This generative poem folds in two distinctly different activities— cooking and coding— to create a mélange that harmoniously foregrounds their similarities. For example, declaring variables and establishing a data set in a program is conceptually equivalent to listing ingredients and measurements in a recipe. Both recipes and code are executed sequentially: one by a cook, and another by the computer to produce output. From this perspective, the food produced from a recipe is much like the poem generated by the execution of its source code.
Any cook who has prepared the same recipe multiple times knows that the results are somewhat different, due to deliberate variation or unavoidable variables. Cooks also change recipes, customizing them to meet their taste, needs, and available ingredients. I sense that Kathi Inman Berens has successfully run, and remixed, many a Julia Child recipe in her kitchen, just as she has done with Nick Montfort’s “Taroko Gorge” code to produce “Tournedo Gorge.”
Like the remixers before me, I copied Nick Monfort’s Taroko Gorge code and substituted my own words. Hanging out with artists one week ago at ELO12 inspired me; this is my first work of elit. Parsing Nick’s script as it rendered my words opened a window into how js works. I’m a code novice and intuitive cook. It delights me to mash the procedural with the domestic, female and tactile. Remixed June 29-July 1, 2012 by Kathi Inman Berens (quoted from the source code).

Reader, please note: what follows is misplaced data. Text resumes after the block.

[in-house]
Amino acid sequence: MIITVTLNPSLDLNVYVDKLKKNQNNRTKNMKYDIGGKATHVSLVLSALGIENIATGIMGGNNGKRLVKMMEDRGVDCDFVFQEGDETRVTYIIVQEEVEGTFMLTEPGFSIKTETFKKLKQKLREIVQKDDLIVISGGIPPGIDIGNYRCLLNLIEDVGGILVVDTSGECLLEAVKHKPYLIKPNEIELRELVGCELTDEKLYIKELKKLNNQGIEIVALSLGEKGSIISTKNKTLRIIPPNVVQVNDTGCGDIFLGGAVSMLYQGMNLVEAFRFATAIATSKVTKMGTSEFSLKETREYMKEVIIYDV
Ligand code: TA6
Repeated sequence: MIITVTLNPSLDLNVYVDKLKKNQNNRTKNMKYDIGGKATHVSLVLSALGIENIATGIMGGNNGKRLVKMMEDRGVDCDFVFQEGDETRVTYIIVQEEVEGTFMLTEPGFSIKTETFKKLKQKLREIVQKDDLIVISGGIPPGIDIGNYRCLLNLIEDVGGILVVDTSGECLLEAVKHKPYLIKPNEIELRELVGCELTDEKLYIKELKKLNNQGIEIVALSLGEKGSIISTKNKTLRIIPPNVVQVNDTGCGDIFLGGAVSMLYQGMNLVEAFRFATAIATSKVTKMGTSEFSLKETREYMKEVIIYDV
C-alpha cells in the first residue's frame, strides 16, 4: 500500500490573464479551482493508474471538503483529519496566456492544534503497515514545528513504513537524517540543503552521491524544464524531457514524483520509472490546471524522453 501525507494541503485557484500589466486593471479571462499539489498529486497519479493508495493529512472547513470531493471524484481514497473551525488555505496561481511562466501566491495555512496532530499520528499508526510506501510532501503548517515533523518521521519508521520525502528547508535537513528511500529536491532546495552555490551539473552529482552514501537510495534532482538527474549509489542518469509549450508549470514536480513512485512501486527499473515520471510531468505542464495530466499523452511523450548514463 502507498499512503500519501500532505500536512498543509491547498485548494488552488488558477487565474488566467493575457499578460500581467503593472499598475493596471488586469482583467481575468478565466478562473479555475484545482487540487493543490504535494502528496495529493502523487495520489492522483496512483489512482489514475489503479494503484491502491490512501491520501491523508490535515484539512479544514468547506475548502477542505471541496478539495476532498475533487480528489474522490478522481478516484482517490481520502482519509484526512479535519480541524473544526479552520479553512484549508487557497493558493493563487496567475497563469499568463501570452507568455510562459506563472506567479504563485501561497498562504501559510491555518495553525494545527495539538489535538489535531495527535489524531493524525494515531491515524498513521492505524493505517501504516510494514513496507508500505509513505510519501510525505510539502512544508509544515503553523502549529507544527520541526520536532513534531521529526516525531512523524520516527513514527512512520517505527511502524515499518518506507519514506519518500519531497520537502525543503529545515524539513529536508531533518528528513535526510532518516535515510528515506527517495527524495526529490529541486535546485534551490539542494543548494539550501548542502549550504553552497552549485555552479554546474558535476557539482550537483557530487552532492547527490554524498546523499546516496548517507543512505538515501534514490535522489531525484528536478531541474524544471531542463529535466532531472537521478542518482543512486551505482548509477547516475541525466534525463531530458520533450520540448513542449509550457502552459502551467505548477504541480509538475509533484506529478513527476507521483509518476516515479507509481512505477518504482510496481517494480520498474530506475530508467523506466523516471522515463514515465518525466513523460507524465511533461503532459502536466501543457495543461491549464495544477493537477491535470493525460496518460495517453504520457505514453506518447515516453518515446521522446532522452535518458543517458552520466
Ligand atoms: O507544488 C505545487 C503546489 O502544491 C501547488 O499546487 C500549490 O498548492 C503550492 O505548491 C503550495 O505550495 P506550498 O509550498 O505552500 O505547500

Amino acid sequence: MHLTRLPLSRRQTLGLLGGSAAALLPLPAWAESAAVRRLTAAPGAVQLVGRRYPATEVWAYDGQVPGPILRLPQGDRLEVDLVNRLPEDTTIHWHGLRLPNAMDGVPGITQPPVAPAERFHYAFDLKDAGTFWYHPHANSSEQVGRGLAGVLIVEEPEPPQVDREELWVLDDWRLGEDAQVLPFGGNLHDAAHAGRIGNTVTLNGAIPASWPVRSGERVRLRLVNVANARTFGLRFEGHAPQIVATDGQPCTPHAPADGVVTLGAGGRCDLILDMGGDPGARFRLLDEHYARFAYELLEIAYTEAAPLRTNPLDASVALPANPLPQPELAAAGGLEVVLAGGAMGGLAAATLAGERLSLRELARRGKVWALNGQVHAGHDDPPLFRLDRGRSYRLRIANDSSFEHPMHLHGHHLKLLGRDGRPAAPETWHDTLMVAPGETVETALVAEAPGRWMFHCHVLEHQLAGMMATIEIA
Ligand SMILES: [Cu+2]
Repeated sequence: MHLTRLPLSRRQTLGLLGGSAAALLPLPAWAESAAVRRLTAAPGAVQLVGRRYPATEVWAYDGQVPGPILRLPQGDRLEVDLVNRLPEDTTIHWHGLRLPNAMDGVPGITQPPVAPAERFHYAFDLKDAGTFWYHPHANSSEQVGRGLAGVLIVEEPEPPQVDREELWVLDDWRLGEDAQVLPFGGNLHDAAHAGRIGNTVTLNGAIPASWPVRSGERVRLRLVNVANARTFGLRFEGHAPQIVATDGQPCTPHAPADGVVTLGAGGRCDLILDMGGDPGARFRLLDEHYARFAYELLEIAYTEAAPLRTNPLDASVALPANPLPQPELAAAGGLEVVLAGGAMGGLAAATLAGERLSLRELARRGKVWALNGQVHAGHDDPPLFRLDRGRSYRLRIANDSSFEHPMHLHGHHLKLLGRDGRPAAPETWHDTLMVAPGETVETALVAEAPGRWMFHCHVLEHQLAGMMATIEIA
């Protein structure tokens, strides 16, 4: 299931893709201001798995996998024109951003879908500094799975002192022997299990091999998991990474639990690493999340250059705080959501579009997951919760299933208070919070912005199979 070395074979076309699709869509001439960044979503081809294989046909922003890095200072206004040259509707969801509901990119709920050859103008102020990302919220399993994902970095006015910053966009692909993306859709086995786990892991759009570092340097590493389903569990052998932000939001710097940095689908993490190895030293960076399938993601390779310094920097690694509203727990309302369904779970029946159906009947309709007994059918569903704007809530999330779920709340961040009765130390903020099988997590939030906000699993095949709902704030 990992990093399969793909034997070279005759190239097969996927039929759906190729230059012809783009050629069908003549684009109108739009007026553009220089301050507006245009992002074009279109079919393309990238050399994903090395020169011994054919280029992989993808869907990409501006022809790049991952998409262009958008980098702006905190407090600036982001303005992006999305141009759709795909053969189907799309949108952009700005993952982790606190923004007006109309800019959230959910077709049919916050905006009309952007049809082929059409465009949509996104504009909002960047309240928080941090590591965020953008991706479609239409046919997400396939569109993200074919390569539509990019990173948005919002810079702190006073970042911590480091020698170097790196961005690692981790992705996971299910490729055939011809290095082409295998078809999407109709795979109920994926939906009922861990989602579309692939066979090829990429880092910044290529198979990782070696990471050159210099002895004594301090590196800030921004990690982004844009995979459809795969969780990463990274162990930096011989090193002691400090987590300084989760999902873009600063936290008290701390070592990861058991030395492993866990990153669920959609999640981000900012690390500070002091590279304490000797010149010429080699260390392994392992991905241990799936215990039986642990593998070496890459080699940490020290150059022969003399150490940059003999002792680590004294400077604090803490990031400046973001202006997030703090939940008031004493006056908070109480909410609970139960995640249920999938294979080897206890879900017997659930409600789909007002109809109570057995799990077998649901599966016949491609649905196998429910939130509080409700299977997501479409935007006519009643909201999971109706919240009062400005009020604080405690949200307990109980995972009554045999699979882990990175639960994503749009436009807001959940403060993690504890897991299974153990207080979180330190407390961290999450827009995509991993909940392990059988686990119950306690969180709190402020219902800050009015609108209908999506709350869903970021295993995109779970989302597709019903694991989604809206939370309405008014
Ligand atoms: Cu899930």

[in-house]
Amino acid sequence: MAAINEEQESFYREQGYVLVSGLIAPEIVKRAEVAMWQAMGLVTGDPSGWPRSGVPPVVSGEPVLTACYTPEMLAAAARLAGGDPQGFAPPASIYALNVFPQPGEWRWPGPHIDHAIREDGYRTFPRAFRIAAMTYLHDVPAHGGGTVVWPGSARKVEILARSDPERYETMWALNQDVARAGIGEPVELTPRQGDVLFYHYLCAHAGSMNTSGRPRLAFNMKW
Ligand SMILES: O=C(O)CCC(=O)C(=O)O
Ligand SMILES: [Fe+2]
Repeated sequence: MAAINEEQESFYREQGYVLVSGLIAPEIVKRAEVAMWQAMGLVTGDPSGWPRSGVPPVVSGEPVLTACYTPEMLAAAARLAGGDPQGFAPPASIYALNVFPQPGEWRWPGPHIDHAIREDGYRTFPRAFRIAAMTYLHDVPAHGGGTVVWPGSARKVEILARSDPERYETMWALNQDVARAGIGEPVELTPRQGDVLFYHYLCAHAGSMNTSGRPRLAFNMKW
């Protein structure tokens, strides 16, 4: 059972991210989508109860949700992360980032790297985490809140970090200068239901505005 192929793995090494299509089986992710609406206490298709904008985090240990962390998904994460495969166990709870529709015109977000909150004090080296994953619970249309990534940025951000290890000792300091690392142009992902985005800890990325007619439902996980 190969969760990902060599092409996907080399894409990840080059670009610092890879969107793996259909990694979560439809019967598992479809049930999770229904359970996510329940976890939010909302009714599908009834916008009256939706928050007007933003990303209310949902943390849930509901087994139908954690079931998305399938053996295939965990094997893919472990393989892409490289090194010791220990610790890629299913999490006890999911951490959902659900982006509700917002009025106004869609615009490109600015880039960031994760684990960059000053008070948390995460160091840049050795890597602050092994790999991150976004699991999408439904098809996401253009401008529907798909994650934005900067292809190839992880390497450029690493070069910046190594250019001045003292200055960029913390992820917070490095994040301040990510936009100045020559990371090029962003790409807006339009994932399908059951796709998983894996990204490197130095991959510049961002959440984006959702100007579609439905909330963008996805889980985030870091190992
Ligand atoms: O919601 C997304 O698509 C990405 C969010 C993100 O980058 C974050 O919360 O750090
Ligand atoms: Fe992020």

Just as Nick Montfort’s code has been modified by others, consider how many times Julia Child’s recipe “Tournedos Sautés Chasseur” has been cooked and modified. Consider also how well the title’s structure (noun + transitive verb + noun) fits the “Taroko Gorge” pattern in which inanimate objects are personified by their actions. Thus, a more literal and poetic translation for the recipe is “Filets jump [over the] hunter” rather than the original “Filet Steaks with Mushroom and Madeira Sauce.” By choosing “Tournedo” for the title of her poem and referencing Julia Child, Kathi Inman Berens more than satisfies the “Taroko Gorge” titular convention, she makes a reference that resonates powerfully with the poem.
Part of the resonance is found in the parallels between the narrative of Julia Child making a space for women in a male-dominated culinary world, and how women appropriate and inscribe themselves in coding spaces. The other part is the power of matrilineal culinary traditions, evoked by using “firstChild” and an image of herself and her daughter in the poem. This is reinforced in Berens’ statement for her poem published in Alimentum, in which she discusses an event that shows how cooking knowledge is passed from parent to child, and how her daughter learns by doing, just as she learns to cook and code, by doing it herself.
Berens reminds us that “Taroko Gorge” and its remixes aren’t just generative: they’re generational.